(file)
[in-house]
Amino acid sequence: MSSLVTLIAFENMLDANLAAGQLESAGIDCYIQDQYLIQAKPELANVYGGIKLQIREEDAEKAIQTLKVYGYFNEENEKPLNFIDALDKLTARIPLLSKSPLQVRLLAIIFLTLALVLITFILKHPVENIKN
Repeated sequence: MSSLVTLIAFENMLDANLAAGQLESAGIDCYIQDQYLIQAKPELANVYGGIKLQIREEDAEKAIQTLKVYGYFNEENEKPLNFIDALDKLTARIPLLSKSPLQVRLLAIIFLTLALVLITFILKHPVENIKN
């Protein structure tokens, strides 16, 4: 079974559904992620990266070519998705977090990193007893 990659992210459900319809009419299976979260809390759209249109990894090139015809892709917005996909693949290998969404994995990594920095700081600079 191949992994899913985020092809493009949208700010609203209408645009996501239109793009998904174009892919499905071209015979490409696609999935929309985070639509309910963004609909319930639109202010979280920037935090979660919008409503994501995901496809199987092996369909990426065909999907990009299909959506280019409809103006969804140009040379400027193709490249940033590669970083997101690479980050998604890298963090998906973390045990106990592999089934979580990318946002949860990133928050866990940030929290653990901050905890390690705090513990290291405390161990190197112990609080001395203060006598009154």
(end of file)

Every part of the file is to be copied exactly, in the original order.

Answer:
[in-house]
Amino acid sequence: MSSLVTLIAFENMLDANLAAGQLESAGIDCYIQDQYLIQAKPELANVYGGIKLQIREEDAEKAIQTLKVYGYFNEENEKPLNFIDALDKLTARIPLLSKSPLQVRLLAIIFLTLALVLITFILKHPVENIKN
Repeated sequence: MSSLVTLIAFENMLDANLAAGQLESAGIDCYIQDQYLIQAKPELANVYGGIKLQIREEDAEKAIQTLKVYGYFNEENEKPLNFIDALDKLTARIPLLSKSPLQVRLLAIIFLTLALVLITFILKHPVENIKN
């Protein structure tokens, strides 16, 4: 079974559904992620990266070519998705977090990193007893 990659992210459900319809009419299976979260809390759209249109990894090139015809892709917005996909693949290998969404994995990594920095700081600079 191949992994899913985020092809493009949208700010609203209408645009996501239109793009998904174009892919499905071209015979490409696609999935929309985070639509309910963004609909319930639109202010979280920037935090979660919008409503994501995901496809199987092996369909990426065909999907990009299909959506280019409809103006969804140009040379400027193709490249940033590669970083997101690479980050998604890298963090998906973390045990106990592999089934979580990318946002949860990133928050866990940030929290653990901050905890390690705090513990290291405390161990190197112990609080001395203060006598009154």